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Irish Autobiography

Stories of Self in the Narrative of a Nation

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Claire Lynch

Ireland has passed through numerous identity crises in the last century, keeping the meaning of Irishness in constant flux. This book explores how diverse writers have positioned their life stories within the wider narrative of the nation’s development. Examining the wealth of autobiographical texts written by Irish writers in the twentieth century, including W.B. Yeats, Tomás O’Crohan, Frank O’Connor, Brendan Behan, Frank McCourt and Nuala O’Faolain, the study highlights the plurality of Irish identity and the main characteristics which typify the genre of Irish autobiography.
In charting the social and cultural history of Ireland through the first-hand accounts of the country’s most celebrated writers, the author also identifies important overlaps between fiction and memory, finds intersections with folklore and the short story, and draws out relationships within and between texts. The book repositions the important and often overlooked genre of Irish autobiography by highlighting its importance within both Irish Studies and the field of Autobiography and by opening up the ways in which lives can be written and read.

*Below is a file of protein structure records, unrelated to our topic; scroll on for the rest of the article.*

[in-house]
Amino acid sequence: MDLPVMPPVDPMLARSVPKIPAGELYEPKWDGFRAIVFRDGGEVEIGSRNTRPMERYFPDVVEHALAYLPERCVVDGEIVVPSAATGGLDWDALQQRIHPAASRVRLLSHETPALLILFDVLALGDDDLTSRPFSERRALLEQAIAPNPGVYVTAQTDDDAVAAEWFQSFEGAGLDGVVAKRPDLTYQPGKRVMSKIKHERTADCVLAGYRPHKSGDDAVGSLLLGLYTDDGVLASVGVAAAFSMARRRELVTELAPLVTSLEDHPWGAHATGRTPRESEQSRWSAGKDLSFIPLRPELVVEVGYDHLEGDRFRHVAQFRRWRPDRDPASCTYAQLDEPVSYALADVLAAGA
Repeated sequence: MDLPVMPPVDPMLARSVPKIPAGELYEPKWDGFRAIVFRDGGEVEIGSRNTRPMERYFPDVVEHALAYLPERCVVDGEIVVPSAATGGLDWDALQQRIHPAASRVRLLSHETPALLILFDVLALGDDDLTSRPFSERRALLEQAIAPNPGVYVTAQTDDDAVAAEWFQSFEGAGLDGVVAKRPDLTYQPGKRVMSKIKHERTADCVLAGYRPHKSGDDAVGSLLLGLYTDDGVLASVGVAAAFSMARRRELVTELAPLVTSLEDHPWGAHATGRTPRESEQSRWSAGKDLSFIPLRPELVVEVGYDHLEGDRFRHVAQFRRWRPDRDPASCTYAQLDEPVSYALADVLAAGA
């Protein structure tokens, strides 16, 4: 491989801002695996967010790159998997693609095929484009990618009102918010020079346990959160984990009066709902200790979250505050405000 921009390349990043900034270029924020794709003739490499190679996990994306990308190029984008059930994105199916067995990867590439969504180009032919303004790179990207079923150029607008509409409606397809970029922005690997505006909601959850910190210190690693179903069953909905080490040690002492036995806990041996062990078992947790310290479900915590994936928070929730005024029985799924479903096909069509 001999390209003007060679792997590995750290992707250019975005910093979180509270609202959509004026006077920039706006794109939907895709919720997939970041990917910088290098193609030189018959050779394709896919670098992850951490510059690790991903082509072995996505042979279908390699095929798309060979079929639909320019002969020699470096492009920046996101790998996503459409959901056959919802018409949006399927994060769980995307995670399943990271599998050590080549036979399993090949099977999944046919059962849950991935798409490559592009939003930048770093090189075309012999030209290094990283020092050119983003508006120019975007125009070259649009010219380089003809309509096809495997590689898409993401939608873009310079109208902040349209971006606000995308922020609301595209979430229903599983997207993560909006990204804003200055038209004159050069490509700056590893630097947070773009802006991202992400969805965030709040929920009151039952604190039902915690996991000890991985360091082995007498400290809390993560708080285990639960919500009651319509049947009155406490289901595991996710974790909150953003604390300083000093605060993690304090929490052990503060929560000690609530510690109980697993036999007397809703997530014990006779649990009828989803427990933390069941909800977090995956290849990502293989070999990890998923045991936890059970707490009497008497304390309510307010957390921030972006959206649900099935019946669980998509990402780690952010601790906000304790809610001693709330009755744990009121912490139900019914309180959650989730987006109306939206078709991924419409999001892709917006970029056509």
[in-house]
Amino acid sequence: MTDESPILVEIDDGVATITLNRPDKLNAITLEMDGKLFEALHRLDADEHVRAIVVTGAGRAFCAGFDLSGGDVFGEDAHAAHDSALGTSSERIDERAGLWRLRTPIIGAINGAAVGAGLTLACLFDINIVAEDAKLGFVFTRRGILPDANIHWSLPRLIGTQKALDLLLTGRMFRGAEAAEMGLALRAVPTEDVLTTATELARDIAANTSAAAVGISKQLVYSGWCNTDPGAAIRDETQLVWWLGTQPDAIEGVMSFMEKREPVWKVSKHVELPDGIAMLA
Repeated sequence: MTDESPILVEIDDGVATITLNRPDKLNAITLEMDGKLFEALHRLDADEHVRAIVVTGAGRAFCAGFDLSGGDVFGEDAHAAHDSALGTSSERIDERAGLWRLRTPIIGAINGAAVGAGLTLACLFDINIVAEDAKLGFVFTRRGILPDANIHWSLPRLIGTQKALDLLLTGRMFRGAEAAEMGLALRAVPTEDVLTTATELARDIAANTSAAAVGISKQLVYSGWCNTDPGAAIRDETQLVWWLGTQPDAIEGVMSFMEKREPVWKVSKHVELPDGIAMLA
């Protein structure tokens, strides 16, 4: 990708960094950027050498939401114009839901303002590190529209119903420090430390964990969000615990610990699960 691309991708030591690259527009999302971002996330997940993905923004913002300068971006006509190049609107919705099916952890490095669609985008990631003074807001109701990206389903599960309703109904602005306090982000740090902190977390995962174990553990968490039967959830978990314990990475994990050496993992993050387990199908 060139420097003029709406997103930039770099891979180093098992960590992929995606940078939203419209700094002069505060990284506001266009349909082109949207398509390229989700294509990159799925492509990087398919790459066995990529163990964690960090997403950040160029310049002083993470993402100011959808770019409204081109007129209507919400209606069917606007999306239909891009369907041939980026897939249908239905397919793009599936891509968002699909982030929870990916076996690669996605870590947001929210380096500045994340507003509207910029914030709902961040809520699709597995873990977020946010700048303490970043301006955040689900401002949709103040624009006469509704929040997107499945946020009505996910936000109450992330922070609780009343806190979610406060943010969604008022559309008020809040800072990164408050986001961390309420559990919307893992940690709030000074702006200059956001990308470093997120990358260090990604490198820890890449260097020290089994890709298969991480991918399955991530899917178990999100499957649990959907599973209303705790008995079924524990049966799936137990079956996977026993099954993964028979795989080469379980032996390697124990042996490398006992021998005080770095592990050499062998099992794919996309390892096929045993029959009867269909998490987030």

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Chapter Three ‘I’ Land: The Self Alone in Independent Ireland 99

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Chapter Three ‘I’ Land: The Self Alone in Independent Ireland That Ireland which we dreamed of would be the home of a people who valued material wealth only as a basis of right living, of a people who were satisfied with frugal comfort and devoted their leisure to the things of the spirit – a land whose countryside would be bright with cosy homesteads, whose fields and villages would be joyous with sounds of industry, the romping of sturdy children, the contests of athletic youths, the laughter of comely maidens; whose firesides would be the forums of the wisdom of serene old age. — St Patrick’s Day Address, Eamon de Valera, 19431 De Valera’s dream of a faultless Ireland, embedded in the clichéd imagery of this repeatedly cited speech and in the principles of the 1937 Constitution, was built on the foundations of ‘traditional family values’. It promoted an Ireland in which health, youth, and Catholic morality would be mar- keted as the preferred alternatives to wealth and economic prosperity. This was an optimistic fantasy, but one distinctly lacking in ambition; as Peter Somerville-Large observes, de Valera’s fault lay in ignoring ‘the thin line between frugality and poverty’.2 Identifying the failures of de Valera’s Ireland of the imagination has become commonplace amongst critics who seek to pinpoint it as a source for subsequent national malfunction. As Senia Pašeta firmly states, during the mid-twentieth century ‘Ireland failed to live up to the ambitions of its hopeful founders’, listing as cases in...

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